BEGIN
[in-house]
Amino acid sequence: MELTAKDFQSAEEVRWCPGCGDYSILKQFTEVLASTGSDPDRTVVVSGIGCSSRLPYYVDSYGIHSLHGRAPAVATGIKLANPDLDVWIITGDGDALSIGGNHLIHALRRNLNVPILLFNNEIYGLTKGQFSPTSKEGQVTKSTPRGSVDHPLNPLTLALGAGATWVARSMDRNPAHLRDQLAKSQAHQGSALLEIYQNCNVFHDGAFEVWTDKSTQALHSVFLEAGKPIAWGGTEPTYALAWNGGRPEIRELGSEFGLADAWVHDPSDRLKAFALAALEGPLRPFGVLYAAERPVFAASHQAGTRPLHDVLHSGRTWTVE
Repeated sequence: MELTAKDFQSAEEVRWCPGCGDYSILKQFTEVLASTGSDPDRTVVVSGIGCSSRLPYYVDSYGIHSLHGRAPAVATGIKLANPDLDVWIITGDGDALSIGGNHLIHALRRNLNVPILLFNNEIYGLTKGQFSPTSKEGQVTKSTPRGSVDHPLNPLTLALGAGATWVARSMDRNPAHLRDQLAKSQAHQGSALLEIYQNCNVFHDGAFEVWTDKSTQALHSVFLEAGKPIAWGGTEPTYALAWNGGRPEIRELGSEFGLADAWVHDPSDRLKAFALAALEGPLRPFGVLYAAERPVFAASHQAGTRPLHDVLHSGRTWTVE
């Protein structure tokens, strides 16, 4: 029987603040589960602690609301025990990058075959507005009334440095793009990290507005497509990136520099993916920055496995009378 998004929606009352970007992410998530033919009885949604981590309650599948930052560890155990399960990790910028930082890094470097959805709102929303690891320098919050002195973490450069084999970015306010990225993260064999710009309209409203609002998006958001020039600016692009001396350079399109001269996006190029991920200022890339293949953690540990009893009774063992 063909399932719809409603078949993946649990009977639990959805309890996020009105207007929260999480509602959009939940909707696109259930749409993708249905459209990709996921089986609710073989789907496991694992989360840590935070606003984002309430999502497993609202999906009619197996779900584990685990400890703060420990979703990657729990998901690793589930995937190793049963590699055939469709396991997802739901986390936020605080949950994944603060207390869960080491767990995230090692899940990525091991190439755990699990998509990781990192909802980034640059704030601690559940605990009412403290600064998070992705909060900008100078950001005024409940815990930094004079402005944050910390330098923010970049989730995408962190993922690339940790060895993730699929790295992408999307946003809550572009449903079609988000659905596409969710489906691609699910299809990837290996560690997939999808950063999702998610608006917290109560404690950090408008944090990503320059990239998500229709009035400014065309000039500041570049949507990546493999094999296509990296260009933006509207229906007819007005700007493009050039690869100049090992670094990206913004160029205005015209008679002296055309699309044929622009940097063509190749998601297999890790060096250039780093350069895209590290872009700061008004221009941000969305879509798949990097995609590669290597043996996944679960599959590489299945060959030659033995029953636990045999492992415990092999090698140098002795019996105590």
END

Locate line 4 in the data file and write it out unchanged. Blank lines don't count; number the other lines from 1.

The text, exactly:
């Protein structure tokens, strides 16, 4: 029987603040589960602690609301025990990058075959507005009334440095793009990290507005497509990136520099993916920055496995009378 998004929606009352970007992410998530033919009885949604981590309650599948930052560890155990399960990790910028930082890094470097959805709102929303690891320098919050002195973490450069084999970015306010990225993260064999710009309209409203609002998006958001020039600016692009001396350079399109001269996006190029991920200022890339293949953690540990009893009774063992 063909399932719809409603078949993946649990009977639990959805309890996020009105207007929260999480509602959009939940909707696109259930749409993708249905459209990709996921089986609710073989789907496991694992989360840590935070606003984002309430999502497993609202999906009619197996779900584990685990400890703060420990979703990657729990998901690793589930995937190793049963590699055939469709396991997802739901986390936020605080949950994944603060207390869960080491767990995230090692899940990525091991190439755990699990998509990781990192909802980034640059704030601690559940605990009412403290600064998070992705909060900008100078950001005024409940815990930094004079402005944050910390330098923010970049989730995408962190993922690339940790060895993730699929790295992408999307946003809550572009449903079609988000659905596409969710489906691609699910299809990837290996560690997939999808950063999702998610608006917290109560404690950090408008944090990503320059990239998500229709009035400014065309000039500041570049949507990546493999094999296509990296260009933006509207229906007819007005700007493009050039690869100049090992670094990206913004160029205005015209008679002296055309699309044929622009940097063509190749998601297999890790060096250039780093350069895209590290872009700061008004221009941000969305879509798949990097995609590669290597043996996944679960599959590489299945060959030659033995029953636990045999492992415990092999090698140098002795019996105590």